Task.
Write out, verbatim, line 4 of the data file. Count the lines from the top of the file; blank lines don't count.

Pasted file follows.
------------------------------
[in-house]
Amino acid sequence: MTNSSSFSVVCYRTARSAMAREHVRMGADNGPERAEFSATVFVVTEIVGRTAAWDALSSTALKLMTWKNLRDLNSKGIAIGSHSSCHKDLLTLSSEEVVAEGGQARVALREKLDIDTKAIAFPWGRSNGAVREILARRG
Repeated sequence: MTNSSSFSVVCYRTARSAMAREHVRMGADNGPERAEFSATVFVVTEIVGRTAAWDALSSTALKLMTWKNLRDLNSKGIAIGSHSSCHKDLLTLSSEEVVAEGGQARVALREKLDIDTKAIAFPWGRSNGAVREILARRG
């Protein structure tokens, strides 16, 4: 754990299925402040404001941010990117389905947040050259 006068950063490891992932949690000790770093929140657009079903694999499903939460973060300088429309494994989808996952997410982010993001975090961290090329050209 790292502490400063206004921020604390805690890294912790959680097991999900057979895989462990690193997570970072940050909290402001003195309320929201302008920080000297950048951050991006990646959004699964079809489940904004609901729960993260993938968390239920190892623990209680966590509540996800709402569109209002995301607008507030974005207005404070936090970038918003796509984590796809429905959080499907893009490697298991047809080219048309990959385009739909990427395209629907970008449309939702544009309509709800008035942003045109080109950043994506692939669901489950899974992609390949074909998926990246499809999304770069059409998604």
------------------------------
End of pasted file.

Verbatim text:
């Protein structure tokens, strides 16, 4: 754990299925402040404001941010990117389905947040050259 006068950063490891992932949690000790770093929140657009079903694999499903939460973060300088429309494994989808996952997410982010993001975090961290090329050209 790292502490400063206004921020604390805690890294912790959680097991999900057979895989462990690193997570970072940050909290402001003195309320929201302008920080000297950048951050991006990646959004699964079809489940904004609901729960993260993938968390239920190892623990209680966590509540996800709402569109209002995301607008507030974005207005404070936090970038918003796509984590796809429905959080499907893009490697298991047809080219048309990959385009739909990427395209629907970008449309939702544009309509709800008035942003045109080109950043994506692939669901489950899974992609390949074909998926990246499809999304770069059409998604």